Therapy anxiety

No I am anxious about going to therapy. I thought I wouldn’t be today. What do you do when you’re anxious about seeing your therapist, about what will come up in the session. It’s tricky. I hate anxiety so much. It really sucks. I hope it gets better once I get there. Any advice would be appreciated


Author: manyofus1980

I am a woman in my mid 30's. I'm blind and I have dissociative identity disorder, I also have complex PTSD. I blog about my life with these disorders. I live in Ireland.

24 thoughts on “Therapy anxiety”

  1. You might consider these things. I urge you to honor your anxiety around therapy today — be curious and examine it, know it has a “purpose” which you may understand soon. And then,, gather your courageous Self, and go forward to see your therapist. She is your absolute ally, and is with you, through thick and thin. You are not alone with her. Try to accept that whatever comes up in the session was meant to come up – so that you can grow, and grieve, and accept yourself……..for you are wonderful and amazing! (Just as you are!!)

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  2. I echo what Leslie said just with the additional thing of self-care. Eg. I normally take the park and ride in to see my therapist but if I feel anxious or that it might not go well, I’ll drive all the way in so I don’t have to worry about crying on the bus. Also, if you have a comfort object take it with you. Is it one particular part which is anxious? Like the little ones or is all of you anxious? If one particular group or part then tailor your self-care needs to them and love them through it.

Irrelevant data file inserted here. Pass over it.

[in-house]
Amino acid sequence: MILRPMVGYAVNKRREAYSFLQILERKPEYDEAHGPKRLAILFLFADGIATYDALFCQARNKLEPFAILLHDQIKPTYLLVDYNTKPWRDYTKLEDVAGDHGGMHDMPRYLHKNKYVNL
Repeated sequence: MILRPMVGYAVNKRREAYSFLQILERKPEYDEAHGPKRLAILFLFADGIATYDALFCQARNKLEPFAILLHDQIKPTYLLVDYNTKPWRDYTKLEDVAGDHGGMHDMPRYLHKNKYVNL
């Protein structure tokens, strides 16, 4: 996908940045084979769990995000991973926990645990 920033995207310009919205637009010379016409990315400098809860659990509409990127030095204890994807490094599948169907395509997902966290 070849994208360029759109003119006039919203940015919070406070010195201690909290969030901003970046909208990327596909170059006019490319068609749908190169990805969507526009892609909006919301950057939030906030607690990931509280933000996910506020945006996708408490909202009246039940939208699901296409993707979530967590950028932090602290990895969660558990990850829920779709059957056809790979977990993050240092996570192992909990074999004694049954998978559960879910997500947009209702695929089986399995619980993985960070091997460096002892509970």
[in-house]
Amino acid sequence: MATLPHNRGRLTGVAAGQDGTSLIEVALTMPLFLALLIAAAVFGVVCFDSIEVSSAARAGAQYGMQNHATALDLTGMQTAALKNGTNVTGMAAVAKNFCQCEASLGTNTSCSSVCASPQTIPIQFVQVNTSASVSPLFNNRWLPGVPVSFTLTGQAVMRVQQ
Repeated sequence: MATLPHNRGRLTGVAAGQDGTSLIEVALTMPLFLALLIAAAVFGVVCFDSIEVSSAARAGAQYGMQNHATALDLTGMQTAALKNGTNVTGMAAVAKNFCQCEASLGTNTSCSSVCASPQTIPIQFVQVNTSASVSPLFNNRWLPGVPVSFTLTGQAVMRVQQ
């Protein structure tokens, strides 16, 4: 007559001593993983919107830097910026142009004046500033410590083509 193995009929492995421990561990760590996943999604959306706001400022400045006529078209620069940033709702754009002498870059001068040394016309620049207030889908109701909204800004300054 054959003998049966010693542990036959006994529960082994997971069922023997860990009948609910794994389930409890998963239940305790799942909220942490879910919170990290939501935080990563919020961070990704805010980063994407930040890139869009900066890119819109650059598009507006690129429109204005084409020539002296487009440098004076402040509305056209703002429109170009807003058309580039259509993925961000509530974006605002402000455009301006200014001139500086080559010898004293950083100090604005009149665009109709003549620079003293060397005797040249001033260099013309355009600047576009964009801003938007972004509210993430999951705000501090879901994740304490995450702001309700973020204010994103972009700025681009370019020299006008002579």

Do whatever it takes to get there and remember Eileen is there to support you. Whatever comes up you’re not alone xx


    1. The awareness of self-care, as All The Little Parts says, is just so smart and practical and life-saving. Yes, we know how hard it can be, and yes — let it be us who helps ourselves whenever possible – to get through. Doing what WE can to ease the pain takes practice, self-advocacy, and self-compassion. Not always easy, but so important.


      1. Keep up the good work (and it is work!). Self-care does not come easily to many of us – and we must learn it (almost like a skill). Thanks, Carol Anne. Your blog, the readers, and people who write-in are helping to share what it is to live with better mental health. Grateful!

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  3. I have the same problem at the moment. I am so afraid of therapy sessions and also of my therapist even though he has never done anything to me. Last week I simply did not show up. He did not like this AT ALL. He said we had a commitment and I should have phoned at least. I normally do this but this time I stayed in bed.

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    1. I can hear how frightened you were. I have had years of hiding from things that I felt I could not face. Perhaps – and this is simply suggestion…..a call to your doctor beforehand, saying how terrible you are feeling, and that with hope, you expect to still be at the therapy session.